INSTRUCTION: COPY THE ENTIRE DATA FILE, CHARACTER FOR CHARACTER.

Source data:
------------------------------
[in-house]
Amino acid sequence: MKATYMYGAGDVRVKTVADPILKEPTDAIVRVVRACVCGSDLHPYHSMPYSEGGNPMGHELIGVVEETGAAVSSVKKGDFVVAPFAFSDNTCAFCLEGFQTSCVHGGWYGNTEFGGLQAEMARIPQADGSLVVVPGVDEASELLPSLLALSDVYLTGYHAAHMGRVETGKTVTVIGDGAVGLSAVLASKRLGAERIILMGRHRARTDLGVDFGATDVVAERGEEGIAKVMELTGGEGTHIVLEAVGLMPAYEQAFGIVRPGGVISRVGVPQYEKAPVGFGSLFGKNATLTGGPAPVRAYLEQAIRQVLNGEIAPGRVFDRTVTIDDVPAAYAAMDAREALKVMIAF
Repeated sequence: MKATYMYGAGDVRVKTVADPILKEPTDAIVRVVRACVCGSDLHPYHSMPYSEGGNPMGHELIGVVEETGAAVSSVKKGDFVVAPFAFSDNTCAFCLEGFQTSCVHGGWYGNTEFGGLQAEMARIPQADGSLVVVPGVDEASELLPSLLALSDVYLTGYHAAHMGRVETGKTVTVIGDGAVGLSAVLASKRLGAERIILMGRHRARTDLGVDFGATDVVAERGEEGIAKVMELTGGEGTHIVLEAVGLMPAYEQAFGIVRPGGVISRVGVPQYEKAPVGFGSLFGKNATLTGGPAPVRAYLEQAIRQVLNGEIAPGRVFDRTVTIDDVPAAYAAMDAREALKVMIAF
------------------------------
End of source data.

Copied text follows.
[in-house]
Amino acid sequence: MKATYMYGAGDVRVKTVADPILKEPTDAIVRVVRACVCGSDLHPYHSMPYSEGGNPMGHELIGVVEETGAAVSSVKKGDFVVAPFAFSDNTCAFCLEGFQTSCVHGGWYGNTEFGGLQAEMARIPQADGSLVVVPGVDEASELLPSLLALSDVYLTGYHAAHMGRVETGKTVTVIGDGAVGLSAVLASKRLGAERIILMGRHRARTDLGVDFGATDVVAERGEEGIAKVMELTGGEGTHIVLEAVGLMPAYEQAFGIVRPGGVISRVGVPQYEKAPVGFGSLFGKNATLTGGPAPVRAYLEQAIRQVLNGEIAPGRVFDRTVTIDDVPAAYAAMDAREALKVMIAF
Repeated sequence: MKATYMYGAGDVRVKTVADPILKEPTDAIVRVVRACVCGSDLHPYHSMPYSEGGNPMGHELIGVVEETGAAVSSVKKGDFVVAPFAFSDNTCAFCLEGFQTSCVHGGWYGNTEFGGLQAEMARIPQADGSLVVVPGVDEASELLPSLLALSDVYLTGYHAAHMGRVETGKTVTVIGDGAVGLSAVLASKRLGAERIILMGRHRARTDLGVDFGATDVVAERGEEGIAKVMELTGGEGTHIVLEAVGLMPAYEQAFGIVRPGGVISRVGVPQYEKAPVGFGSLFGKNATLTGGPAPVRAYLEQAIRQVLNGEIAPGRVFDRTVTIDDVPAAYAAMDAREALKVMIAF